General Motors
general motors test drive
general motors test drive
general motors test drive
general motors test drive
general motors test drive

General Motors Uses Cisco Wireless for High-Speed Vehicle Tests

May 3, 2022
Fast cars zooming around closed tracks provide vital test data for rapid development that accelerates time-to-market for new vehicles.

At the GM Milford Proving Ground on the northwest outskirts of Detroit, General Motors deploys Cisco wireless networks to gather data on pre-production vehicles during high-speed performance testing. Engineers record up to 200 data channels simultaneously.

This replaces the traditional system of capturing vehicle data locally, analyzing the data off-site, and rerunning the tests later. With real-time data reporting, engineers can adjust performance on the fly during the same session.

“We now have stable and secure wireless network connections in this environment where we have vehicle speeds that can exceed 100 miles per hour,” says Stephen Jenkins, Global Labs director, Proving Grounds Operations and Materials Engineering at GM.

“This connectivity allows us to perform real-time analysis and stream information directly into our Enterprise Data Center without any buffering or human intervention.”

Removing Test Driver Distractions for Added Safety

Tests that run 30 to 60 minutes previously forced drivers to monitor vehicle system performance. With their attention split between driving and monitoring test data, drivers may notice warnings conveyed by onboard instrumentation too late, resulting in safety concerns.

“Examples could include an engine failure due to oil pressure issues, or a brake system failure due to a line leak, both of which can now be detected before the catastrophic system failure,” a GM representative says.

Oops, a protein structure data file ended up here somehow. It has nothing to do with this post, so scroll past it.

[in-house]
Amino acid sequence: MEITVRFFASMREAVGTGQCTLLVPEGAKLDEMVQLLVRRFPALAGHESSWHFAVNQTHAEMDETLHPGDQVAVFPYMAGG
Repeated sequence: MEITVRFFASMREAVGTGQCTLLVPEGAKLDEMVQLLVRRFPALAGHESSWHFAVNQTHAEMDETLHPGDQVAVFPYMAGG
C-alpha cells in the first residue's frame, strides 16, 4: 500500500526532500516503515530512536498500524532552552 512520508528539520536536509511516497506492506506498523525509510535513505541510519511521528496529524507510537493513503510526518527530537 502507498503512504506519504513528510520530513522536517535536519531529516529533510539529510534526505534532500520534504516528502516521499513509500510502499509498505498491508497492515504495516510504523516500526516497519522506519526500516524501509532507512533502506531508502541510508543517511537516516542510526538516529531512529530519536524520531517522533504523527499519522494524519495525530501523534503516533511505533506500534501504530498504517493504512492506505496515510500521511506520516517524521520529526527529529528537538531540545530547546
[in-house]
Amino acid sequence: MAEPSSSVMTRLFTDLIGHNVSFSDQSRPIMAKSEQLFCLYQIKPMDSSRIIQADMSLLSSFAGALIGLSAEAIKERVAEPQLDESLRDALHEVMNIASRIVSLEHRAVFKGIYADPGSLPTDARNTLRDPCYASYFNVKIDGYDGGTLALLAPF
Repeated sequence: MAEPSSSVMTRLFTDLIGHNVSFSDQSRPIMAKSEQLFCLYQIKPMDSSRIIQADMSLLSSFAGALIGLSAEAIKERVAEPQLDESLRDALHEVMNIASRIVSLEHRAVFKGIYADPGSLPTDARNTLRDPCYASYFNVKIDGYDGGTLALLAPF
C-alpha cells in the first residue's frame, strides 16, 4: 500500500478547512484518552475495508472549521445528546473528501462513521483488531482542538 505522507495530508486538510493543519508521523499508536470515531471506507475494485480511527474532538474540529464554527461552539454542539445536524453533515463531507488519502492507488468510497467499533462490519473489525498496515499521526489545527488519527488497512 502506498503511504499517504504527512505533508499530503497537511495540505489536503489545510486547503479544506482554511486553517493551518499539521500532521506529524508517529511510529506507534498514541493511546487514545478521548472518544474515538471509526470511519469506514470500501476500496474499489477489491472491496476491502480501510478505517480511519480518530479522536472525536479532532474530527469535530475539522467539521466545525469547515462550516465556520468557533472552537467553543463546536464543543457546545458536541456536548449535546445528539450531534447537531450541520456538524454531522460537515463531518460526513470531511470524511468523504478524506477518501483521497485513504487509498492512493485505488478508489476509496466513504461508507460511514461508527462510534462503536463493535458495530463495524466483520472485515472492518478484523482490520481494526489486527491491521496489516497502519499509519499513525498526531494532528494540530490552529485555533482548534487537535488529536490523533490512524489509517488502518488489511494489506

“The benefits are improved driver safety (especially in the brake system example) and improved ability to diagnose/repair system issues (especially in the engine example) which can be difficult after a catastrophic failure.”

GM deploys the wireless backhaul technology, that uses fiber connectivity and wireless communications, for both ICE and EV vehicle tests, in the latter case for calibration of propulsion systems on pre-production vehicles.

Quickly capturing test data is part of GM's larger strategy to develop and deploy vehicles more quickly. Historically, going from initial sketch to production vehicle took at least five years, but in the past few years, GM and other automakers have cut that by more than half.

As Chair and CEO Mary Barra said in her letter to investors announcing $2.9 billion in first-quarter profits, “The GM news ahead of us this year will also be focused on acceleration and growth, especially in EVs. As I’ve shared in this letter, we are now in a rapid launch cycle thanks to investments and initiatives we have undertaken across our entire company over the last several years. They have allowed us to establish an unparalleled foundation on which to execute and scale.”

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